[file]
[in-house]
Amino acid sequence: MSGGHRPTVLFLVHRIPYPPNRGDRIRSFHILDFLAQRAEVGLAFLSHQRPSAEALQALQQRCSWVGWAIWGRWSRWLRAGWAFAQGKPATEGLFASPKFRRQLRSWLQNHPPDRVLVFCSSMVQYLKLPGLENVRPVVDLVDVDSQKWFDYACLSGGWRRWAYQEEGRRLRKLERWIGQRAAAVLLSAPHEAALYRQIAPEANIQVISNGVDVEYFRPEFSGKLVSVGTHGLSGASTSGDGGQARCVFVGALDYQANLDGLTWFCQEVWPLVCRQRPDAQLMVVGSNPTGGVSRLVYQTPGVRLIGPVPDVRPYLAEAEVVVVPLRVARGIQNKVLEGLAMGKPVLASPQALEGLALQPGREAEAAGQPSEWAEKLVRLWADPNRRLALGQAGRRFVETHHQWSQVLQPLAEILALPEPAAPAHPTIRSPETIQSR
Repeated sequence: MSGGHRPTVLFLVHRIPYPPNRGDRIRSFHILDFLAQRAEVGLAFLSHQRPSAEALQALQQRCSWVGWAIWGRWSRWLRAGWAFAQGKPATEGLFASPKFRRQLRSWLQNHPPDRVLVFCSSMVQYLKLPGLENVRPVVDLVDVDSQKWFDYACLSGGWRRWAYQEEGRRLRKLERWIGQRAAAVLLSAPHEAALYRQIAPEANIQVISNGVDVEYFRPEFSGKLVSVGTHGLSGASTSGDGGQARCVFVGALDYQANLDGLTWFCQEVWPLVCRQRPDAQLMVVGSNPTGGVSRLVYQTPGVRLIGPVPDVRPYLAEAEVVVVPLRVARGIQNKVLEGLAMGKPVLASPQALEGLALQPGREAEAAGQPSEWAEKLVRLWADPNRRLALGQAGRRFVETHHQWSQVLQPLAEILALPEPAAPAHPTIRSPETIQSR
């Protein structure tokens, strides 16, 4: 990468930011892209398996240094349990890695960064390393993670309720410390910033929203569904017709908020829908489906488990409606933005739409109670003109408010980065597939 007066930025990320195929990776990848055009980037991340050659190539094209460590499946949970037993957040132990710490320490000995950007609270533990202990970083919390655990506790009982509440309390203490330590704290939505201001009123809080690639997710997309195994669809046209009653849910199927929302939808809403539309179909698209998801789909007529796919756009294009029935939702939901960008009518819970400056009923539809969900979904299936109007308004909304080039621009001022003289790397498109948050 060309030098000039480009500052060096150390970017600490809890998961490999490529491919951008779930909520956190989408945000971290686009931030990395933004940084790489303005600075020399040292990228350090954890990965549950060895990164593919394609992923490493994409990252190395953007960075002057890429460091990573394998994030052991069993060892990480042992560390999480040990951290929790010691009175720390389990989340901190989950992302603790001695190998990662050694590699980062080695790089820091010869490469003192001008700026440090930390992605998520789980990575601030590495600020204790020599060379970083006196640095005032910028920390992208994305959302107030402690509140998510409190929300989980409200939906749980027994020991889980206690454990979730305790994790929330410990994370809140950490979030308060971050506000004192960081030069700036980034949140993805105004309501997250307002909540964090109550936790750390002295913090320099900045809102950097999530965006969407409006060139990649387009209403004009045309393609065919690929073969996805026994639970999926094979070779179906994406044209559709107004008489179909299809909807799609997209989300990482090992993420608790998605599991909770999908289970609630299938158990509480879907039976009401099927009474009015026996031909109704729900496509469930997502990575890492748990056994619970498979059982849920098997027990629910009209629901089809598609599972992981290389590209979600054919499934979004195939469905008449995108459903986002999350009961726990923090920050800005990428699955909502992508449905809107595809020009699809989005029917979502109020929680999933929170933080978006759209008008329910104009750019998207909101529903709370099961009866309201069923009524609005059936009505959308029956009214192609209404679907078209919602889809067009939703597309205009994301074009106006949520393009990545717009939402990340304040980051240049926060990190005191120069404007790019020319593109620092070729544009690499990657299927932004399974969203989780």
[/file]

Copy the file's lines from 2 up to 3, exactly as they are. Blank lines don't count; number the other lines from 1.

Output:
Amino acid sequence: MSGGHRPTVLFLVHRIPYPPNRGDRIRSFHILDFLAQRAEVGLAFLSHQRPSAEALQALQQRCSWVGWAIWGRWSRWLRAGWAFAQGKPATEGLFASPKFRRQLRSWLQNHPPDRVLVFCSSMVQYLKLPGLENVRPVVDLVDVDSQKWFDYACLSGGWRRWAYQEEGRRLRKLERWIGQRAAAVLLSAPHEAALYRQIAPEANIQVISNGVDVEYFRPEFSGKLVSVGTHGLSGASTSGDGGQARCVFVGALDYQANLDGLTWFCQEVWPLVCRQRPDAQLMVVGSNPTGGVSRLVYQTPGVRLIGPVPDVRPYLAEAEVVVVPLRVARGIQNKVLEGLAMGKPVLASPQALEGLALQPGREAEAAGQPSEWAEKLVRLWADPNRRLALGQAGRRFVETHHQWSQVLQPLAEILALPEPAAPAHPTIRSPETIQSR
Repeated sequence: MSGGHRPTVLFLVHRIPYPPNRGDRIRSFHILDFLAQRAEVGLAFLSHQRPSAEALQALQQRCSWVGWAIWGRWSRWLRAGWAFAQGKPATEGLFASPKFRRQLRSWLQNHPPDRVLVFCSSMVQYLKLPGLENVRPVVDLVDVDSQKWFDYACLSGGWRRWAYQEEGRRLRKLERWIGQRAAAVLLSAPHEAALYRQIAPEANIQVISNGVDVEYFRPEFSGKLVSVGTHGLSGASTSGDGGQARCVFVGALDYQANLDGLTWFCQEVWPLVCRQRPDAQLMVVGSNPTGGVSRLVYQTPGVRLIGPVPDVRPYLAEAEVVVVPLRVARGIQNKVLEGLAMGKPVLASPQALEGLALQPGREAEAAGQPSEWAEKLVRLWADPNRRLALGQAGRRFVETHHQWSQVLQPLAEILALPEPAAPAHPTIRSPETIQSR